Gilbert (gnome) insisted on being present.

Gilbert (gnome) insisted on being present.


Classics and some non-fiction

Zoom in my Dickens, Austen and Shakespeare area. Shakespeare will be knocked down to make more room for Austen. Sorry, not sorry.

Zoom in on my Dickens, Austen and Shakespeare area. Shakespeare will be knocked down to make more room for more Austen. Sorry, not sorry.

Harry Potter area. There is a second shelf that isn't featured due to half the books being in a stack unknown.

Harry Potter area. There is a second shelf that isn’t featured due to half the books being in a stack unknown.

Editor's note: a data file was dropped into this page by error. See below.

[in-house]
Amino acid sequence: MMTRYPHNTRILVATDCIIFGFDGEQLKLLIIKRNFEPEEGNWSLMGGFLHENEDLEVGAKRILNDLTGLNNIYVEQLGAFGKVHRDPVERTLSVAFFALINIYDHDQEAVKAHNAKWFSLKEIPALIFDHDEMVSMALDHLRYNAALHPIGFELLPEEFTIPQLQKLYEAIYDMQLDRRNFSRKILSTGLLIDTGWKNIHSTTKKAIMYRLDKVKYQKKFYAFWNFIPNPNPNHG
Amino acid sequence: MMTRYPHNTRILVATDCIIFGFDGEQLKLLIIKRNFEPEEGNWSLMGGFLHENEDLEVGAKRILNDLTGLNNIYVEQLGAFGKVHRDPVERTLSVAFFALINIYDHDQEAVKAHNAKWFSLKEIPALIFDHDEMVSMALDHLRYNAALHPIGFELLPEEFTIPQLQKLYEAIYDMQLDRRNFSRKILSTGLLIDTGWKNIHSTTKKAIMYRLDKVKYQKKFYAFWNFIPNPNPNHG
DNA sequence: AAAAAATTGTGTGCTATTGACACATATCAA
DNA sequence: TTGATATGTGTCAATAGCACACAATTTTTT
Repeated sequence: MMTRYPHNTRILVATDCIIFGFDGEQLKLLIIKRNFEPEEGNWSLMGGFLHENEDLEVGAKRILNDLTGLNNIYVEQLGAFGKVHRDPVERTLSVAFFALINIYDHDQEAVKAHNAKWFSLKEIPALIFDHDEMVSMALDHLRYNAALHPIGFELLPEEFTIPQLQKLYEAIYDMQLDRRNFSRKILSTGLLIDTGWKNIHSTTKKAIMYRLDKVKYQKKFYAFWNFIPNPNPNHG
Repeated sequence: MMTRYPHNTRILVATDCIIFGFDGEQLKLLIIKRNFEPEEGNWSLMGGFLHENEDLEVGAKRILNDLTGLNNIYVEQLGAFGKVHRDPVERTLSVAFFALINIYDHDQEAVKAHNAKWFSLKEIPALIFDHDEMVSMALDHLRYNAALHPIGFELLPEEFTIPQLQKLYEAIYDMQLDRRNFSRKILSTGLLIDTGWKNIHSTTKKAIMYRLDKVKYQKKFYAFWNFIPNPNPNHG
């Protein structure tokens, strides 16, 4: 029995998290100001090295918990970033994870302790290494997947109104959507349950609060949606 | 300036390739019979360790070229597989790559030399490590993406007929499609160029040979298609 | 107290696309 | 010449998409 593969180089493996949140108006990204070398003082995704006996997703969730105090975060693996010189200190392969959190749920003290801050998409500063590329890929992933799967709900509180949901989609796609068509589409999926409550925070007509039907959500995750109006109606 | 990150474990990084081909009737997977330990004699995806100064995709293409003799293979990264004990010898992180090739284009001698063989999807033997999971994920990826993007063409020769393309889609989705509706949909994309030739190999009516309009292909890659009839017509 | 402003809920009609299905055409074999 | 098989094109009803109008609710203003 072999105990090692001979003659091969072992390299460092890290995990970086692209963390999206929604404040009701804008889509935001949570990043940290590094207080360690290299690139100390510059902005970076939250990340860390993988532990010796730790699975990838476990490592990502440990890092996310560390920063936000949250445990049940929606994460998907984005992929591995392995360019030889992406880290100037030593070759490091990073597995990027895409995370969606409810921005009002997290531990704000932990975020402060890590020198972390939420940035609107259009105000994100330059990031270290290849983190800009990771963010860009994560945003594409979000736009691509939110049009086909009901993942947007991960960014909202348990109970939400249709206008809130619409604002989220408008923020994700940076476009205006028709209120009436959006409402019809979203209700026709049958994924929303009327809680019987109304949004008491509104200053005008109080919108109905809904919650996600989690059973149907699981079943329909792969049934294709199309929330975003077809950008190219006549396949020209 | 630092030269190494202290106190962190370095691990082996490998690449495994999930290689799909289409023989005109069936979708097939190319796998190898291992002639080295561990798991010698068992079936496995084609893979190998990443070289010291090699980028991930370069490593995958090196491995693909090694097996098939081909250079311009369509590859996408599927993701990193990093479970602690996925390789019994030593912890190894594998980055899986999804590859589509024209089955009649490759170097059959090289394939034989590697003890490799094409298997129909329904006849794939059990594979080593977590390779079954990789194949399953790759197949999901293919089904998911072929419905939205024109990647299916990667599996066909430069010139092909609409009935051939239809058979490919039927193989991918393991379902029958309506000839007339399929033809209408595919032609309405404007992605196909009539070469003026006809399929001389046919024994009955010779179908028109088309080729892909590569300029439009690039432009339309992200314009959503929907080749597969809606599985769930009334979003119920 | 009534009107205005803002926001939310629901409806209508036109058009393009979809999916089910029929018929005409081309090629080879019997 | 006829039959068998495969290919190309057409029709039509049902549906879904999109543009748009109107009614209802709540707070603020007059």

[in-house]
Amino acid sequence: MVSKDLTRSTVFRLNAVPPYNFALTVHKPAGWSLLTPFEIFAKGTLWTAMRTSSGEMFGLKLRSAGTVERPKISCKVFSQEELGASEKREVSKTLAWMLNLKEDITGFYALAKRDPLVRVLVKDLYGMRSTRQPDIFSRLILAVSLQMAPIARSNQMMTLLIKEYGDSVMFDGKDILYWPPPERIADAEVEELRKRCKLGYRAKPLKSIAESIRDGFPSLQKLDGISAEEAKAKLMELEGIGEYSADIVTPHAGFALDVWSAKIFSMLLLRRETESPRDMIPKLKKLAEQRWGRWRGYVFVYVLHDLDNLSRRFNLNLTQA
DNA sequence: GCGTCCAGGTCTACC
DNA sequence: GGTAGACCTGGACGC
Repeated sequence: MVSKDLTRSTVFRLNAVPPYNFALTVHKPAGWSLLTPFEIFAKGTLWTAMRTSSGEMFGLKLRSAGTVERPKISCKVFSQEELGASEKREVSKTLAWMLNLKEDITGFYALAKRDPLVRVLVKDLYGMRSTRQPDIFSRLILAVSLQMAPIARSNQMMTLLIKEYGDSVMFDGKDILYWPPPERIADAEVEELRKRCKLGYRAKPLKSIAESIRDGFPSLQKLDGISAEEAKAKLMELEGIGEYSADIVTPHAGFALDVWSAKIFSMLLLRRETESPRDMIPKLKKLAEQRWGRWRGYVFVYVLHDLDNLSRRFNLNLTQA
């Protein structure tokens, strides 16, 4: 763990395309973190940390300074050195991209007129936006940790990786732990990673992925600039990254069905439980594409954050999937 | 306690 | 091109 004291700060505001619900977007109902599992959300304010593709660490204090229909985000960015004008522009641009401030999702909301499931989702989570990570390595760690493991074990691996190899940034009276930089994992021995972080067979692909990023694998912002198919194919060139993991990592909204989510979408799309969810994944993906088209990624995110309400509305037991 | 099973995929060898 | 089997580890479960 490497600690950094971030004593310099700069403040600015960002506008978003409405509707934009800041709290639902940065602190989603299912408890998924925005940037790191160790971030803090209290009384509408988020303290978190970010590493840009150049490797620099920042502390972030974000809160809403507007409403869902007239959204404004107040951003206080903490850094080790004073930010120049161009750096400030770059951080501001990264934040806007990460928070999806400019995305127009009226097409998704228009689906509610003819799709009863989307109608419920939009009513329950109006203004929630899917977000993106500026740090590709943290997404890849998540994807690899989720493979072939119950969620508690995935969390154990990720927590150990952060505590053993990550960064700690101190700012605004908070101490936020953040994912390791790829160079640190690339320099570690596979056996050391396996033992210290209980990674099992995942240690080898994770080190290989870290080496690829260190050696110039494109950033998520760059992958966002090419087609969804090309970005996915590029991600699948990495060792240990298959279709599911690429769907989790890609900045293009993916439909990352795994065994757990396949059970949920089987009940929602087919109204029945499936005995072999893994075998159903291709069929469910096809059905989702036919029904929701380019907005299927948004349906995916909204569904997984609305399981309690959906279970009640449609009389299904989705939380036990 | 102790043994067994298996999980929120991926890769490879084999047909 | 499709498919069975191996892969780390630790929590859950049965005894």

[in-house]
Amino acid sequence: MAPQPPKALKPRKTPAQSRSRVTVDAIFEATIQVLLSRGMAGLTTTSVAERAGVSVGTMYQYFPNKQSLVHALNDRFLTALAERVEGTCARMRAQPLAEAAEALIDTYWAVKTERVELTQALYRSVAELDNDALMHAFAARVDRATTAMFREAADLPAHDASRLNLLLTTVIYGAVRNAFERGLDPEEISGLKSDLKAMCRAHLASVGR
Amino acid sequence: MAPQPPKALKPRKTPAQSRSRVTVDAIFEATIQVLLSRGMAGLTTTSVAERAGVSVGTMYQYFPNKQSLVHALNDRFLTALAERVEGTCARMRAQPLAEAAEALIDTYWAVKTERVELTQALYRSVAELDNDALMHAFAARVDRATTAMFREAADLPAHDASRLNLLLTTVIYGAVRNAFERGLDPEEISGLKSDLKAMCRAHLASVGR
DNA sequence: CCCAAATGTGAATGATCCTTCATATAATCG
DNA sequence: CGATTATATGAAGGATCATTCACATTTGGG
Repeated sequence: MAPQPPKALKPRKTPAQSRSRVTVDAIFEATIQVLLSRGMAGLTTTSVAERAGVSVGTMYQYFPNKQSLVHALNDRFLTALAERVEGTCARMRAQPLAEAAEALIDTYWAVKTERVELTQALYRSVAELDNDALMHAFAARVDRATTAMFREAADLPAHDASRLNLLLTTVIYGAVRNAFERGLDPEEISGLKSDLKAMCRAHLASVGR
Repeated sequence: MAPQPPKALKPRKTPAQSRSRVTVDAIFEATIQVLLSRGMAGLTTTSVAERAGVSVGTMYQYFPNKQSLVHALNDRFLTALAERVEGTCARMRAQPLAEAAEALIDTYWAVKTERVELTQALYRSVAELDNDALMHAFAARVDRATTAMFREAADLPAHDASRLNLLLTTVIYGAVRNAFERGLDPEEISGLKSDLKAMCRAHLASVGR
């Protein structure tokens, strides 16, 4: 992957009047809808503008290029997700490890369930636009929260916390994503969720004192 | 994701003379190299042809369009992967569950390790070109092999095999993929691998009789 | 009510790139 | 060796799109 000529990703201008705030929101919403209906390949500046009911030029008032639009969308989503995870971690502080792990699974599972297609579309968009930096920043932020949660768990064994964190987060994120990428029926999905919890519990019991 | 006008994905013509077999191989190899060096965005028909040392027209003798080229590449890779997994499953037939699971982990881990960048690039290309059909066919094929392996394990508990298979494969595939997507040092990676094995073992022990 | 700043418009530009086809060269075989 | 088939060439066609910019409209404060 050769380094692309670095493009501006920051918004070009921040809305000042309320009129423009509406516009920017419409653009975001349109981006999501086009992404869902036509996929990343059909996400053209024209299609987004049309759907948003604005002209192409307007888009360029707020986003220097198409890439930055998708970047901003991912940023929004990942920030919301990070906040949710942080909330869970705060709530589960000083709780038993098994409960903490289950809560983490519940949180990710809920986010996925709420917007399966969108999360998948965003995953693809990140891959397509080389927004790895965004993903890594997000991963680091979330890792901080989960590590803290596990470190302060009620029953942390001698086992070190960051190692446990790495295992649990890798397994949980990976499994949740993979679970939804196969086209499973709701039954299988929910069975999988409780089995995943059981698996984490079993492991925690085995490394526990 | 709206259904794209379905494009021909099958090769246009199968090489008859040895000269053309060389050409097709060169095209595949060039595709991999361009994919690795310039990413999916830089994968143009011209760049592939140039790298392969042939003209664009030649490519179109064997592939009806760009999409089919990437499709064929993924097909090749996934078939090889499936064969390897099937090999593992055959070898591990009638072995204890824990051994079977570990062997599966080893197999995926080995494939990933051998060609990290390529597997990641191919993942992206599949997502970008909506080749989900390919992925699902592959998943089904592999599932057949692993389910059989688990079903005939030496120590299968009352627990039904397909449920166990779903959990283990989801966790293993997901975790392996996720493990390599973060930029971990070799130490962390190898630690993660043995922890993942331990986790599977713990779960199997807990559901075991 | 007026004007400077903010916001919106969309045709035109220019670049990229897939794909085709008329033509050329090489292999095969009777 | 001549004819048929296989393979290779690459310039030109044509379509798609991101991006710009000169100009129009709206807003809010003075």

Not sure what to do with these yet. Time to assemble more shelves, I think.

Not sure what to do with these yet. Time to assemble more shelves, I think.

There are more books besides the ones featured, but they’re sitting in stacks on my couches, floor, table, etc. I hope to have everything sorted in the near future, but anyone who knows me will know I’ve been saying that for a long time.

Hope the readathon is going well for everyone! Time for me to get back to Mindy Kaling.

Dewey’s 24 Hour Readathon: Hour 12 Update


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Eleven hours down in Dewey’s 24 Hour Readathon! Cass from Bonjour, Cass! sent out a survey on the main readathon page, so I thought I’d fill it out and give a little update.

Mid-Event Survey
1. What are you reading right now?
I am still working on Is Everyone Hanging Out Without Me by Mindy Kaling. I can already say for certain that everyone needs to read this book. She’s hilarious!

2. How many books have you read so far?